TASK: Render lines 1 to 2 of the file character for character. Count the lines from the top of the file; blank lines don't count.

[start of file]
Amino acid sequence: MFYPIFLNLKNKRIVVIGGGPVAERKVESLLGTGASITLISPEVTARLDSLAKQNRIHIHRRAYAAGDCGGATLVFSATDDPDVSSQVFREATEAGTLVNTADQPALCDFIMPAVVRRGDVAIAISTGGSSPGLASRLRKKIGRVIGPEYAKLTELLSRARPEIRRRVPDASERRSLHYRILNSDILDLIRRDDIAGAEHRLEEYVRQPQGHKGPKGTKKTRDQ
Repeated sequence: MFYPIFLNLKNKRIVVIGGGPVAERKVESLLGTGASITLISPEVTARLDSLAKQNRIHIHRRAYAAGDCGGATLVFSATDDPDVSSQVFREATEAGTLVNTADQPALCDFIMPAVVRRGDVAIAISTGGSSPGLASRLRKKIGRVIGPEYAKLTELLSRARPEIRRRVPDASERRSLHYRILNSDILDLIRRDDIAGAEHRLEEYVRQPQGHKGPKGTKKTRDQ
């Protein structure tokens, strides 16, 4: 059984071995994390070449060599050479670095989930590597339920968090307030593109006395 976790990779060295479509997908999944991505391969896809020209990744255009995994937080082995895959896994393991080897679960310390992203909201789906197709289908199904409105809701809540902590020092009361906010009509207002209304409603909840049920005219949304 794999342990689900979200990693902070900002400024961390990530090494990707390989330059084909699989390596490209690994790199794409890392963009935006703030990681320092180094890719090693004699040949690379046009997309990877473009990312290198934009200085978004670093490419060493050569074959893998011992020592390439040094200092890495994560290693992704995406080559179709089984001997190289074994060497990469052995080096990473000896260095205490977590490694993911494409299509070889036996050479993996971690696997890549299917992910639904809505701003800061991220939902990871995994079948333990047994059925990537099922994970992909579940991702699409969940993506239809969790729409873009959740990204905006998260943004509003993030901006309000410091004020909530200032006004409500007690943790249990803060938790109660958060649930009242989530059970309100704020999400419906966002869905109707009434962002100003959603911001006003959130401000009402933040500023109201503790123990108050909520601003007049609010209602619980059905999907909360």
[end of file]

Amino acid sequence: MFYPIFLNLKNKRIVVIGGGPVAERKVESLLGTGASITLISPEVTARLDSLAKQNRIHIHRRAYAAGDCGGATLVFSATDDPDVSSQVFREATEAGTLVNTADQPALCDFIMPAVVRRGDVAIAISTGGSSPGLASRLRKKIGRVIGPEYAKLTELLSRARPEIRRRVPDASERRSLHYRILNSDILDLIRRDDIAGAEHRLEEYVRQPQGHKGPKGTKKTRDQ
Repeated sequence: MFYPIFLNLKNKRIVVIGGGPVAERKVESLLGTGASITLISPEVTARLDSLAKQNRIHIHRRAYAAGDCGGATLVFSATDDPDVSSQVFREATEAGTLVNTADQPALCDFIMPAVVRRGDVAIAISTGGSSPGLASRLRKKIGRVIGPEYAKLTELLSRARPEIRRRVPDASERRSLHYRILNSDILDLIRRDDIAGAEHRLEEYVRQPQGHKGPKGTKKTRDQ